Saturday, November 14, 2020

Zappa (2020) DOC NYC 2020

Alex Winter's ZAPPA is going to take some jabs from critics because of what it leaves out.  To hell with them. The thought that anyone could actually think that one could encompass the life and times of Frank Zappa in a two hour and a bit film is insane. Zappa was a towering figure who quietly made music his way, fought for his rights and those of others, and quietly changed the world as we know it. The only way this film could be more complete is if Ken Burns did a five night PBS event series.

Made with the cooperation of the Zappa family who opened up their archives this film covers all of Zappa's life, or as much as they could fit in two hours. While it's more or less straightforward there are odd (visual) asides that create a sense that anything can and will happen.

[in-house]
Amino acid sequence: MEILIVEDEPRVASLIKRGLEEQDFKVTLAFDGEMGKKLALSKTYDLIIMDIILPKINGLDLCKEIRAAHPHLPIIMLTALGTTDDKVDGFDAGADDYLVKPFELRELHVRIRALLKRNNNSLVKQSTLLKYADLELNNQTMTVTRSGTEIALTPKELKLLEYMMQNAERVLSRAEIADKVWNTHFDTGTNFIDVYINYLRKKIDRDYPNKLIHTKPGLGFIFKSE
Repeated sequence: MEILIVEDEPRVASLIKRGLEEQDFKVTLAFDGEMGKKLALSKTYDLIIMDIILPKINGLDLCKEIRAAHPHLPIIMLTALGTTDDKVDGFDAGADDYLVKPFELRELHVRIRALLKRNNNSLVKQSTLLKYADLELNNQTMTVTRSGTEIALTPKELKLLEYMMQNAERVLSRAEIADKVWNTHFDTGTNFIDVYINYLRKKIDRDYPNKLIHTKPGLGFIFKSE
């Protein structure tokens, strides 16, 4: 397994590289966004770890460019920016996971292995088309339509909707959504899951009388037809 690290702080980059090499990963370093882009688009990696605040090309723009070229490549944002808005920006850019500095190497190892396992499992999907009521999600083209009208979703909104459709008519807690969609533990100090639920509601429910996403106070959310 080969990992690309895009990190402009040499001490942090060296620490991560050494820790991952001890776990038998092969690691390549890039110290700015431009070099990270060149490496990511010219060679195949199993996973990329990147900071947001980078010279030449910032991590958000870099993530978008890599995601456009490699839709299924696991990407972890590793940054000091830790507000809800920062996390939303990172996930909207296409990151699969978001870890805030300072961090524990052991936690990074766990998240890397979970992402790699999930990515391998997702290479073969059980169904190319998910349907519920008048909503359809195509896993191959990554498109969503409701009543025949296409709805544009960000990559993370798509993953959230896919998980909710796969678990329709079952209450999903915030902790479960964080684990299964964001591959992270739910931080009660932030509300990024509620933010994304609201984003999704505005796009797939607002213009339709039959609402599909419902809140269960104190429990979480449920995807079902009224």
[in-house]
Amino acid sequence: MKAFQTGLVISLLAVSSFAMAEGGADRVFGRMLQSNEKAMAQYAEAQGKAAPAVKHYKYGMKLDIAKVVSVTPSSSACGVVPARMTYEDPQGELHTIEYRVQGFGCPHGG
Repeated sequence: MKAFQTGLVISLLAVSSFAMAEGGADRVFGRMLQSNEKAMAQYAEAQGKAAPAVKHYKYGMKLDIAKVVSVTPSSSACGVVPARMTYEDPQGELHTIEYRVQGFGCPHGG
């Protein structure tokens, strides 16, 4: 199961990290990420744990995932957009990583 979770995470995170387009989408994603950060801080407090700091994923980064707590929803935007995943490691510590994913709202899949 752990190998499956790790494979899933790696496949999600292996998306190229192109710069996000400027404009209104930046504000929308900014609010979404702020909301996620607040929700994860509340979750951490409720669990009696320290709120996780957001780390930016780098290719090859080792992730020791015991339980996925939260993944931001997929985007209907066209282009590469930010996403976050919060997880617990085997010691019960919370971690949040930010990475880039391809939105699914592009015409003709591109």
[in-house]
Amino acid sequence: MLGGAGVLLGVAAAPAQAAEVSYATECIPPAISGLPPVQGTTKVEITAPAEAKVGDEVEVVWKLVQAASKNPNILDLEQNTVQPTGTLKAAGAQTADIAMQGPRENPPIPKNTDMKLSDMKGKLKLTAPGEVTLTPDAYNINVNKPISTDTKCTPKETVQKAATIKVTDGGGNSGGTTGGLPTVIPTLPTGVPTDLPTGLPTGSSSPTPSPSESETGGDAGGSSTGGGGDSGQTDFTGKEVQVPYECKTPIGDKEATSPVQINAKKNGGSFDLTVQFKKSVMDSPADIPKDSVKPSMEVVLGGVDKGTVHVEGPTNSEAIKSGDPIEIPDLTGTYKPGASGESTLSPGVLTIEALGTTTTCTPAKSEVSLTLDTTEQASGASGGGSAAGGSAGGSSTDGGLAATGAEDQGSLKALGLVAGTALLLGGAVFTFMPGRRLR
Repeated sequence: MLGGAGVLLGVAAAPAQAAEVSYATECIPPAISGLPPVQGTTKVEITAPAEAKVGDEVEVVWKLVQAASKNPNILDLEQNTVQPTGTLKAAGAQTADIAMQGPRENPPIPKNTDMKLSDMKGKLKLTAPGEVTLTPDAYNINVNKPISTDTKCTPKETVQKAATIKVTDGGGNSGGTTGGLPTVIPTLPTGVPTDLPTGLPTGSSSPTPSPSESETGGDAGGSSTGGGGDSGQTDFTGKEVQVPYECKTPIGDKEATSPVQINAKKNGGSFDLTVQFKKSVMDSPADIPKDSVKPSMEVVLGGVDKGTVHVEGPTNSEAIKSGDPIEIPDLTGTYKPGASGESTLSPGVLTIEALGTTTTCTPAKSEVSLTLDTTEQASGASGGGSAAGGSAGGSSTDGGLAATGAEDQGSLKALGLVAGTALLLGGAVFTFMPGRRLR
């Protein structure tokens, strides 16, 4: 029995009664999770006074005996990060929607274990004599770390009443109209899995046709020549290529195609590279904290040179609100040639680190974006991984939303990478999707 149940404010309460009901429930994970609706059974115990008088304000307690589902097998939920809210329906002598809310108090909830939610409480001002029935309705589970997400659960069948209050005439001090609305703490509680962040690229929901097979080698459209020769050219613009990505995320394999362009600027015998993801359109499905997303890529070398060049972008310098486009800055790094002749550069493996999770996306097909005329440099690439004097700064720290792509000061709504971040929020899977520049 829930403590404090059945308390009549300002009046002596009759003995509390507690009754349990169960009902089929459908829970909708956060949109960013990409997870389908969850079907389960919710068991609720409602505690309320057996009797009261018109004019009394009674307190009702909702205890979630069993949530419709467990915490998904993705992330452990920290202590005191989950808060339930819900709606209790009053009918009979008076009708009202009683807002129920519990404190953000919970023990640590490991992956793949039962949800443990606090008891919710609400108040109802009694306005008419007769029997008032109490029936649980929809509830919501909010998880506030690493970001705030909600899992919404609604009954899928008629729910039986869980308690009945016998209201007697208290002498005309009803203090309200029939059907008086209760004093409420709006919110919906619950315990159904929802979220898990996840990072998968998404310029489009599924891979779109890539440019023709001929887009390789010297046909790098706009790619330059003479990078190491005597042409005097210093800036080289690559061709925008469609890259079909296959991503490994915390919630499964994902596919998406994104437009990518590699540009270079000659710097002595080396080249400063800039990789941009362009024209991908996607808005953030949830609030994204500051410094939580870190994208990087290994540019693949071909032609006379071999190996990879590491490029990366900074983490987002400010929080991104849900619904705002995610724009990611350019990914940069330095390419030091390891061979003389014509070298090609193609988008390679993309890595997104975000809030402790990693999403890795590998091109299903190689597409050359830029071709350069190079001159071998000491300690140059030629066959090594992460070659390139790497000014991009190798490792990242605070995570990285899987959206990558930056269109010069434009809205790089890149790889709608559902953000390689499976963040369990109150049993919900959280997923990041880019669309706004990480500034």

This is a heavy film. There is a lot to process.But it's to expected because Zappa did so much. He never stopped until the end. I got half way into the movie and I wanted to stop it because there was so much coming at me I was feeling overloaded. I know that may sound bad, but it's not. I had seen earlier bios of Zappa and I was trying to match up what I thought I knew ith what I was seeing. It's something similar to what sometimes happens when you sometimes hear some of Zappa's music and you try to sort it out in terms of what you knew before. You have to let go and just let Frank speak.

I loved this film. I love that it revealed so much about Zappa that I never knew. I also loved that I know that anyone who doesn't know him will fall in love with him. They may not love all his music but Zappa was a great musician and hero for our times. 

Highly recommended ZAPPA is playing at DOC NYC before hitting theaters and VOD later in the month.

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